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High Cost of Housing Drives up Homeless Rates, UCLA Study Finds

An undated photo shows a tent encampment in downtown Los Angeles. (Credit: Francine Orr / Los Angeles Times)

An undated photo shows a tent encampment in downtown Los Angeles. (Credit: Francine Orr / Los Angeles Times)

Sky-high housing costs are a significant factor behind California’s homeless crisis, according to a new analysis from UCLA.

In a study contained in the latest UCLA Anderson Forecast, released Wednesday, UCLA found that higher median rent and home prices are strongly correlated with more people living on the streets or in shelters. The research backs other studies that have found a similar relationship.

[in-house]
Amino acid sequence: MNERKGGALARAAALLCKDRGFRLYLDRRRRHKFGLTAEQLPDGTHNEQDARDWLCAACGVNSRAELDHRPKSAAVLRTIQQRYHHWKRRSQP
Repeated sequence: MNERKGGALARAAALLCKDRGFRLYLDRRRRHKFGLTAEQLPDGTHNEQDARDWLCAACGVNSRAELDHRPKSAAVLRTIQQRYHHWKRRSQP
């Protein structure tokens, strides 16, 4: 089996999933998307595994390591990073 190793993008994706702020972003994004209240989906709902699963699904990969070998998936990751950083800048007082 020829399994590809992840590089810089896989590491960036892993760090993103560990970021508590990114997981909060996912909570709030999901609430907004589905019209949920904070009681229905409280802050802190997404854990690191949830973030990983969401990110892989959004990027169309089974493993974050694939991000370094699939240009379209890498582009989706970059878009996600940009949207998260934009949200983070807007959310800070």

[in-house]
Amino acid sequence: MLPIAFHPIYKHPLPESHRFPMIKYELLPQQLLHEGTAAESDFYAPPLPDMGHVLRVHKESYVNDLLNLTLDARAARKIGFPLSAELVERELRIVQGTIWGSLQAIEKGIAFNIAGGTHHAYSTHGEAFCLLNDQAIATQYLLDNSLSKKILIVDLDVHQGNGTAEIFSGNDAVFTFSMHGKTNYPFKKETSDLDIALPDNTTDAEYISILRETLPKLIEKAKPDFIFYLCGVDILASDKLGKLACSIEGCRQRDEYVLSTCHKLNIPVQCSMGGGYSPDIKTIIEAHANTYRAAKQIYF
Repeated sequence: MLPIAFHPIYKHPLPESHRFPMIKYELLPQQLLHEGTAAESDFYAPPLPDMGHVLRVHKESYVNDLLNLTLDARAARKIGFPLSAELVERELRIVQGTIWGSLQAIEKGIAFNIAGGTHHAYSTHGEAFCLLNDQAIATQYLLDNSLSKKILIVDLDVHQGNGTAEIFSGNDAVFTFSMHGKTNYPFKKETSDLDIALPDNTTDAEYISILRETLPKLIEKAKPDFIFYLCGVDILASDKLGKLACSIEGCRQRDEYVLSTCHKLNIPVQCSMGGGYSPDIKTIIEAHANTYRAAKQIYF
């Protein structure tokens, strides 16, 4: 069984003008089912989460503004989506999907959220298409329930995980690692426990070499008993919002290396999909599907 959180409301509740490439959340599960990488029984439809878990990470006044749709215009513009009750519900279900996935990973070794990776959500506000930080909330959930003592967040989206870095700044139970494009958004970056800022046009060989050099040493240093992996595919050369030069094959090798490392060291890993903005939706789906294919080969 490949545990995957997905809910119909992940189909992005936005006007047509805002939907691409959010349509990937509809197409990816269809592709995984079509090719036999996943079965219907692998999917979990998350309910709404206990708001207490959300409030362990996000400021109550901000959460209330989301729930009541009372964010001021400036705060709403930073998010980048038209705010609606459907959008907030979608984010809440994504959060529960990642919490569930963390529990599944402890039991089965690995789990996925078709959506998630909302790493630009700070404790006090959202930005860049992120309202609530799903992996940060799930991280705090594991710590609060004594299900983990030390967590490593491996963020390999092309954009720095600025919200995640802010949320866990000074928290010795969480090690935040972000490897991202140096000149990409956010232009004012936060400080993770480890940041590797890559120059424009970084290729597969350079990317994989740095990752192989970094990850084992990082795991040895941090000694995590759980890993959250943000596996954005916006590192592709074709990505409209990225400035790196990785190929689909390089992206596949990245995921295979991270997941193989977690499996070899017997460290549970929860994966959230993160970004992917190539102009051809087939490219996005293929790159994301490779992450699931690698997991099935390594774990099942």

Last year, Zillow released a study that showed a 5% rent hike in L.A. County — where more than 50,000 are estimated to be homeless — would cause 2,000 additional people to lose their homes.

In April, according to Zillow, the median rent for a vacant apartment in the county was $2,462, up 1.9% from the previous year. In 2017, rents climbed an average of 4.3% and in 2016, 6.5%. The median home price in April was $608,800, up 9% from a year earlier.

Read the full story on LATimes.com.